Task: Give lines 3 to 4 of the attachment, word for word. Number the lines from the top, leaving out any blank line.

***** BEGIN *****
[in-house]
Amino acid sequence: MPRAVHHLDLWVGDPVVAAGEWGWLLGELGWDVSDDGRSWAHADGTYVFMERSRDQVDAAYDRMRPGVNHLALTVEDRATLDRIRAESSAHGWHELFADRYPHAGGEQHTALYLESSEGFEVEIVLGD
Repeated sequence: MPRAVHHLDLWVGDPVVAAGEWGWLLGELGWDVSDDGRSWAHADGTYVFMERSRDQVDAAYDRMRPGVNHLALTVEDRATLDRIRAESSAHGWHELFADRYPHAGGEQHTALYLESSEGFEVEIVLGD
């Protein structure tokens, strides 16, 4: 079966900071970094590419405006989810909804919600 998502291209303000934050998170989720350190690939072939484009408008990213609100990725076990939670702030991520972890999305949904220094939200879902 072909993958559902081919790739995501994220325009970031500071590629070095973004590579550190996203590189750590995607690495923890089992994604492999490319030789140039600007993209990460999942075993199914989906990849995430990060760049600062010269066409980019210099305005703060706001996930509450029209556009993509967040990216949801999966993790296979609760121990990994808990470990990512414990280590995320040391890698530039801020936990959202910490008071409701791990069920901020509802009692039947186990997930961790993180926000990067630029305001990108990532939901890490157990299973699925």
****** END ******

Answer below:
Repeated sequence: MPRAVHHLDLWVGDPVVAAGEWGWLLGELGWDVSDDGRSWAHADGTYVFMERSRDQVDAAYDRMRPGVNHLALTVEDRATLDRIRAESSAHGWHELFADRYPHAGGEQHTALYLESSEGFEVEIVLGD
């Protein structure tokens, strides 16, 4: 079966900071970094590419405006989810909804919600 998502291209303000934050998170989720350190690939072939484009408008990213609100990725076990939670702030991520972890999305949904220094939200879902 072909993958559902081919790739995501994220325009970031500071590629070095973004590579550190996203590189750590995607690495923890089992994604492999490319030789140039600007993209990460999942075993199914989906990849995430990060760049600062010269066409980019210099305005703060706001996930509450029209556009993509967040990216949801999966993790296979609760121990990994808990470990990512414990280590995320040391890698530039801020936990959202910490008071409701791990069920901020509802009692039947186990997930961790993180926000990067630029305001990108990532939901890490157990299973699925």